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Best Homelab Server For 2020

I have always been an advocate for bettering yourself and learning the tricks of the trade, even when it comes to doing it on our personal time. In fact, I think it’s essential that we learn in an environment where any you can freely test something and not worry about it impacting other people’s job productivity. Today we’re going to focus and look at the best homelab server 2020 has to offer.

Since this is used for learning and general testing of software and things of the sort, we’re going to try and focus our attention on keeping it below a certain price tag. We definitely don’t want to be purchasing brand new, enterprise level systems because frankly, it’s way too expensive.

Enterprise vs Consumer Grade Equipment

Enterprise vs Consumer Grade

I should preface this by saying that the end goal of a homelab is to learn and have fun in the process. So if you can accomplish this with whatever you choose to get, you win!

However, the equipment that you use in your homelab is something you should definitely consider as well. I’m well aware of the cost associated with a homelab but my reason or justification is that I can use these skills that I’ve learned out in the real world. I can essentially get that money back (and then some!) in the form of a really good paying job. Spoiler alert. It worked!

Having something to play with at home has helped me tremendously and has really solidified my understanding of certain concepts. But let’s look at the pros and cons of enterprise vs consumer grade equipment and why I personally recommend enterprise grade equipment. Specifically, used enterprise grade equipment that we can fix it up to our liking. After all, we are in a very technical field and we should know the basic hardware components of building a computer system.

Enterprise Grade Equipment

    Pros:

    • Biggest Pro is that this is what companies are using so you can get a hands on feel for the ‘real world’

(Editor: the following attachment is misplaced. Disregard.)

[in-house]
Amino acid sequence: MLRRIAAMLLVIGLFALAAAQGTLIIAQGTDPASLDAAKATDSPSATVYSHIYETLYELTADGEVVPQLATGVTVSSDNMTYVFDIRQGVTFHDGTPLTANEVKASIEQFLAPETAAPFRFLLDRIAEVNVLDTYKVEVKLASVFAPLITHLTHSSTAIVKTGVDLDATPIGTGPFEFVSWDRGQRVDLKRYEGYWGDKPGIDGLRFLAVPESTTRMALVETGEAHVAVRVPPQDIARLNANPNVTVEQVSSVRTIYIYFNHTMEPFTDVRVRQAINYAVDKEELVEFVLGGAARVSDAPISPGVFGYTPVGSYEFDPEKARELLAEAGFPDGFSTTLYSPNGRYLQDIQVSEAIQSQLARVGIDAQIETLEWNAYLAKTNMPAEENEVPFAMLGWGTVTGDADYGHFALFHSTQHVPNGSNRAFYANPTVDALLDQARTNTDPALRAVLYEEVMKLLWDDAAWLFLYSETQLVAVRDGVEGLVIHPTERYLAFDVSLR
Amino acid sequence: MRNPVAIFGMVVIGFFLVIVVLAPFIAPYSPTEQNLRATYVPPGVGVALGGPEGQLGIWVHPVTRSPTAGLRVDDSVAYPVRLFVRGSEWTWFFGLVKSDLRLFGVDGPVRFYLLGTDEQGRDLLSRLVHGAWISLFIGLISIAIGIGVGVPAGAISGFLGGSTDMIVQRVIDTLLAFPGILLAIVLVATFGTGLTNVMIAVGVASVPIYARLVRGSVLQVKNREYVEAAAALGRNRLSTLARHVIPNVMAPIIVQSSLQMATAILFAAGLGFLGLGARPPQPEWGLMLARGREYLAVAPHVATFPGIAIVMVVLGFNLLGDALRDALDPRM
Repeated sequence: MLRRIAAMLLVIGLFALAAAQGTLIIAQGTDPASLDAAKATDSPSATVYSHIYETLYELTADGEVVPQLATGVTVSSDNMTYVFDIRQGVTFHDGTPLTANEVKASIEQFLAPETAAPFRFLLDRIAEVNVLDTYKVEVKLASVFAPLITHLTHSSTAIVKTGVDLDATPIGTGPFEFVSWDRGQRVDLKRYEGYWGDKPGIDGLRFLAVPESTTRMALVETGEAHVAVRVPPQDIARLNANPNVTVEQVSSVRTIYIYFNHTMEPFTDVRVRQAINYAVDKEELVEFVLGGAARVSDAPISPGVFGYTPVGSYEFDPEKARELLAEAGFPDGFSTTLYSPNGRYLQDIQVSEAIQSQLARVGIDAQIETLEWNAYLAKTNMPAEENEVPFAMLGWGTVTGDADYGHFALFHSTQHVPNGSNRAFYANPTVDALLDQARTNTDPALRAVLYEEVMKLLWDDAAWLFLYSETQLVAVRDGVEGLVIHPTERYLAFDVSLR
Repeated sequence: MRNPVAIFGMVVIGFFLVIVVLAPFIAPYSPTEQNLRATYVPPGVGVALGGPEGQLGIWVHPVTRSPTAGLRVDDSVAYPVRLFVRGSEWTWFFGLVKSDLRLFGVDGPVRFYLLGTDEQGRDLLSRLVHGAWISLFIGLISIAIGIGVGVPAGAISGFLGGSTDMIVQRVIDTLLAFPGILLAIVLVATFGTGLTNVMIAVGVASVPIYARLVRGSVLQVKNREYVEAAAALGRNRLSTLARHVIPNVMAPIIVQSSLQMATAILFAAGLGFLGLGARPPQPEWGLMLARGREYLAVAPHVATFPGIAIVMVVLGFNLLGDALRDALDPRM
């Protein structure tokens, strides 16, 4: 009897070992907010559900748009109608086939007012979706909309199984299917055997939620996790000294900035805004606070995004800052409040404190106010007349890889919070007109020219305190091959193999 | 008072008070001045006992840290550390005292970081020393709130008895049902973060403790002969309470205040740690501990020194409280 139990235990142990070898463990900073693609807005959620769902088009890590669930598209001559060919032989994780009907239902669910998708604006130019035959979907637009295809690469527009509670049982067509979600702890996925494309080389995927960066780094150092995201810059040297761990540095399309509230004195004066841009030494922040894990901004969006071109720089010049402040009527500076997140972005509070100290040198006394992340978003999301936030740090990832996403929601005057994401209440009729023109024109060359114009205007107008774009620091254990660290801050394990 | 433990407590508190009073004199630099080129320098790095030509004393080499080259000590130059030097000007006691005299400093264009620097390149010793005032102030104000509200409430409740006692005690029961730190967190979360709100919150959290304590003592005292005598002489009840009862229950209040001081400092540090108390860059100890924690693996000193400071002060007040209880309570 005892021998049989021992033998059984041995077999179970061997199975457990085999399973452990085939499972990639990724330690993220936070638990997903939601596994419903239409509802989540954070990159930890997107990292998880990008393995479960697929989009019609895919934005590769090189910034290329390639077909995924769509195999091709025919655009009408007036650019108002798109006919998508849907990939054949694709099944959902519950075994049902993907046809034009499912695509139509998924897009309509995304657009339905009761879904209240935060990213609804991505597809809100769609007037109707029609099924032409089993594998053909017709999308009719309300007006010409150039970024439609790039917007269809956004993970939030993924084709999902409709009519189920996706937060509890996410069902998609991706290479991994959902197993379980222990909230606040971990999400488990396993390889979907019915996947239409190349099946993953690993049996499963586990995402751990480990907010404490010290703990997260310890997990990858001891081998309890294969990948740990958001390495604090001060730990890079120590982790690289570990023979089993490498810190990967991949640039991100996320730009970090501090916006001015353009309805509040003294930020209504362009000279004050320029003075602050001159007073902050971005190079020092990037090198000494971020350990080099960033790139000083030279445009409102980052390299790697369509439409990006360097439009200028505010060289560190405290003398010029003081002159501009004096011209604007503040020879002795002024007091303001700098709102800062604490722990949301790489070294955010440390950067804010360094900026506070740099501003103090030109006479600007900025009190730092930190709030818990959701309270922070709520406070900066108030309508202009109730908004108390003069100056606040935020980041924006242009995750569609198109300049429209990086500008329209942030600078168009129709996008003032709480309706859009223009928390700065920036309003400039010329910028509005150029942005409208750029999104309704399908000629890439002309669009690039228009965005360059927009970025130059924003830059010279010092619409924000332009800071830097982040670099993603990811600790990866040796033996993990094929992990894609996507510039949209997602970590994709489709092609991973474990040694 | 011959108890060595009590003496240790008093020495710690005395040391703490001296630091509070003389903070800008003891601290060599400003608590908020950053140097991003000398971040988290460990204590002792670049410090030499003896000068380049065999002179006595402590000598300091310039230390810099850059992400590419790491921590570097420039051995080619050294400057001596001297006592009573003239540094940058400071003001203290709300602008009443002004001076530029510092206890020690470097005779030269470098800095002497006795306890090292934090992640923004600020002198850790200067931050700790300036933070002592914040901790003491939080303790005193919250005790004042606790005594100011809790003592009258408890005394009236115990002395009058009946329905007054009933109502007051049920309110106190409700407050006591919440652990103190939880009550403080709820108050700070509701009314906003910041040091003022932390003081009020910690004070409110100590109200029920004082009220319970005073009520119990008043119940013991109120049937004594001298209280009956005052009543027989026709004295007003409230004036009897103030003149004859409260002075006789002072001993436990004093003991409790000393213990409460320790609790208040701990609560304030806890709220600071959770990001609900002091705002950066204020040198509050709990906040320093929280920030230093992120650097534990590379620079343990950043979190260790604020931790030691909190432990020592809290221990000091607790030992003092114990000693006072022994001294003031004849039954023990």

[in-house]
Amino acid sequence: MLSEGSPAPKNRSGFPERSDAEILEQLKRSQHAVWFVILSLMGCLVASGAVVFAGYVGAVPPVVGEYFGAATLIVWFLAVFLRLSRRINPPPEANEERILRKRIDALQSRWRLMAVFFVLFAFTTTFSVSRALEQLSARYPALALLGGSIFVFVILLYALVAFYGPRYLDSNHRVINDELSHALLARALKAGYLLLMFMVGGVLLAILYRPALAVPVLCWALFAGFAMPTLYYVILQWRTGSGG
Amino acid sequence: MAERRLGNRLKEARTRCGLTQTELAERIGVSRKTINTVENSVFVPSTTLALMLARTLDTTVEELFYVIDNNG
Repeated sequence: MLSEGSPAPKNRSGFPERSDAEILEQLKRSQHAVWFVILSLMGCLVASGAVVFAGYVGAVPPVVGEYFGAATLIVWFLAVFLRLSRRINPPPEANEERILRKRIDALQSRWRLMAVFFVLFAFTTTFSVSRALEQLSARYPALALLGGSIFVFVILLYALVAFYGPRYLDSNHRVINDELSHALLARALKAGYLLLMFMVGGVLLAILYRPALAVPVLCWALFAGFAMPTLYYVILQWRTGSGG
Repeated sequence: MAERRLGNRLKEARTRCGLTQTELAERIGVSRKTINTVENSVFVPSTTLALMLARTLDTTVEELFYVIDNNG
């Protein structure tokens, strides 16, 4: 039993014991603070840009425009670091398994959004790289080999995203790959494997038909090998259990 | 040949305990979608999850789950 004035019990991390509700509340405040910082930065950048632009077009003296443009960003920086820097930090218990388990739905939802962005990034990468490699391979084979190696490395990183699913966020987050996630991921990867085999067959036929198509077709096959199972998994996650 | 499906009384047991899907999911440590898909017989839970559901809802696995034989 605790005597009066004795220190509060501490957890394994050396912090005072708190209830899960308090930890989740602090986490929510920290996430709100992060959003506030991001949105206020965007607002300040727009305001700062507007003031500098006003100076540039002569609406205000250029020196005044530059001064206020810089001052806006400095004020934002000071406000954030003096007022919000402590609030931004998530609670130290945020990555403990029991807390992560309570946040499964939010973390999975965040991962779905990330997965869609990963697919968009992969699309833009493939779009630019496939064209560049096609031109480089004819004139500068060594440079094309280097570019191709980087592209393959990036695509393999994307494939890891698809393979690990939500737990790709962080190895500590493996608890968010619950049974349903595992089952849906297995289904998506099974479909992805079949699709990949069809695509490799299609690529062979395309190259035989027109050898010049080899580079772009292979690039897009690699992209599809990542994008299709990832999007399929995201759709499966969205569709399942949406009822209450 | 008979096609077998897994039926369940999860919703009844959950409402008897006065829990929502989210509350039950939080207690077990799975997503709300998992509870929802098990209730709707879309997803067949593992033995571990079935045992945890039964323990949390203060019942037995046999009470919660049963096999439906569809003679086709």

• You’re able to get more bang for you buck. More Ram, Storage and Processor capacity for a lower price
    • Enterprise grade servers are built to run 24/7/365
    • Hot swappable drives
    • Out of band management is a huge plus for remote troubleshooting. i.e HP’s iLO, Dell’s iDRAC etc…
    • Built in RAID
    • Redundant Power supplies

    Cons:

    • These things are LOUD!! Like very loud so not recommended to keep inside the house because of the wife factor
    • Some replacement parts can be very costly
    • Since these are used, the warranty may very well be expired

 

Consumer Grade Equipment

    Pros:

    • You can get started right away with what you’re using right now
    • The systems are very quiet and can be kept in the house

    Cons:

    • There can be huge constraints on RAM and hard drive capacity
    • No out of band management means you have to physically connect a monitor if its down.
    • Lack of redundancies like Power supply, NICs etc..

 

As I mentioned, when it comes to a homelab I would still prefer enterprise grade over your typical around the house consumer grade equipment. Why? Because companies power their services using this equipment and this will prepare us for sysadmin roles in the real world. Many people, and I’m guilty of this myself, like to get a feel for their day to day work environment so we tend to replicate what we have at work. For example: if we have VMware vCenter 6.5 rolled out in our work environment, it would be greatly beneficial to us to have something similar at home so we can get a better understanding of the features etc…

Overall Best Homelab Server 2020

My choice for the overall Best Homelab Server 2020 actually is a tie. The answer? It sort of depends on what your personal preference is. I’ve been more exposed to HP shops so for me personally, I went with HP but if that’s not your style, my equally ranked Dell choice is great as well.

Full Disclosure: We earn a commission if you click on an Amazon link and make a purchase, at no additional cost to you.

HP ProLiant DL380p Gen8 Best Homelab Server 2020

Here is why this is our overall best server for home lab in 2020:

  • Supports Intel® Xeon® E5-2697 2.7GHz/12-core processors
  • Can easily support 128GB given the type of memory. Max capacity 768GB (24 x 32GB HDIMM @1333MHz or LRDIMM @1066MHz)